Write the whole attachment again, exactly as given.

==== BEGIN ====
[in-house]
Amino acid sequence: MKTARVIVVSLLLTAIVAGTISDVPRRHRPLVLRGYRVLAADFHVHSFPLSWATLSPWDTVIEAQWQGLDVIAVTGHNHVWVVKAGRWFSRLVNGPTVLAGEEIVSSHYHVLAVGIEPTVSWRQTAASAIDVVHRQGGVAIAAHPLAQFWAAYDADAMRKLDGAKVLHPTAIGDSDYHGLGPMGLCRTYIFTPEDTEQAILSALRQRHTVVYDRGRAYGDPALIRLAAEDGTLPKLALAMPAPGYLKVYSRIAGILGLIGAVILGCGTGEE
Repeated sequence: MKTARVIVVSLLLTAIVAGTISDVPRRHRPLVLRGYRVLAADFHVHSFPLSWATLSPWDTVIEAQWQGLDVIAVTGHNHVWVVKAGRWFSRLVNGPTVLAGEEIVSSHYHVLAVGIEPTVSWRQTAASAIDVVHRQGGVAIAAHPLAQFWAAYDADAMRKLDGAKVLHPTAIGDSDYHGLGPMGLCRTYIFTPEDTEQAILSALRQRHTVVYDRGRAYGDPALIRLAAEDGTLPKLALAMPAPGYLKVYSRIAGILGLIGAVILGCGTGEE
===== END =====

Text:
[in-house]
Amino acid sequence: MKTARVIVVSLLLTAIVAGTISDVPRRHRPLVLRGYRVLAADFHVHSFPLSWATLSPWDTVIEAQWQGLDVIAVTGHNHVWVVKAGRWFSRLVNGPTVLAGEEIVSSHYHVLAVGIEPTVSWRQTAASAIDVVHRQGGVAIAAHPLAQFWAAYDADAMRKLDGAKVLHPTAIGDSDYHGLGPMGLCRTYIFTPEDTEQAILSALRQRHTVVYDRGRAYGDPALIRLAAEDGTLPKLALAMPAPGYLKVYSRIAGILGLIGAVILGCGTGEE
Repeated sequence: MKTARVIVVSLLLTAIVAGTISDVPRRHRPLVLRGYRVLAADFHVHSFPLSWATLSPWDTVIEAQWQGLDVIAVTGHNHVWVVKAGRWFSRLVNGPTVLAGEEIVSSHYHVLAVGIEPTVSWRQTAASAIDVVHRQGGVAIAAHPLAQFWAAYDADAMRKLDGAKVLHPTAIGDSDYHGLGPMGLCRTYIFTPEDTEQAILSALRQRHTVVYDRGRAYGDPALIRLAAEDGTLPKLALAMPAPGYLKVYSRIAGILGLIGAVILGCGTGEE